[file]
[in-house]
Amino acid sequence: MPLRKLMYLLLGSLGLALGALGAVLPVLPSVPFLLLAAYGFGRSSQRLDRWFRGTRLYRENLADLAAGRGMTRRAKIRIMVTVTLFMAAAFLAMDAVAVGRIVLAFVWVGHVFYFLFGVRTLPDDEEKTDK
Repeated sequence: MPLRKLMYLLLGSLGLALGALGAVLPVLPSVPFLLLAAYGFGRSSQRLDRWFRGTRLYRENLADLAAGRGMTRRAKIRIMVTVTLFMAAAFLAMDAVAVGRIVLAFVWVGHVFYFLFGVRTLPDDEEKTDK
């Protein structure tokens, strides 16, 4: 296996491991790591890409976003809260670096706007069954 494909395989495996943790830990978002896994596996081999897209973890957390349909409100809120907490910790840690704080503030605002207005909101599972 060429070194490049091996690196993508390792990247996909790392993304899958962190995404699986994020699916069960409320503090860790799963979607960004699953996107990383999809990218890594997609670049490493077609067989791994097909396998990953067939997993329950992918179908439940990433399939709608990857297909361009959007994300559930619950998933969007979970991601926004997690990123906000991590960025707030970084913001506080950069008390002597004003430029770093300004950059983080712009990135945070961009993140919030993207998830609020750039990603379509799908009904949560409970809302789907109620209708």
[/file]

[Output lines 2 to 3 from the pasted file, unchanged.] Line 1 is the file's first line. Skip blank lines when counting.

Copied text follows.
Amino acid sequence: MPLRKLMYLLLGSLGLALGALGAVLPVLPSVPFLLLAAYGFGRSSQRLDRWFRGTRLYRENLADLAAGRGMTRRAKIRIMVTVTLFMAAAFLAMDAVAVGRIVLAFVWVGHVFYFLFGVRTLPDDEEKTDK
Repeated sequence: MPLRKLMYLLLGSLGLALGALGAVLPVLPSVPFLLLAAYGFGRSSQRLDRWFRGTRLYRENLADLAAGRGMTRRAKIRIMVTVTLFMAAAFLAMDAVAVGRIVLAFVWVGHVFYFLFGVRTLPDDEEKTDK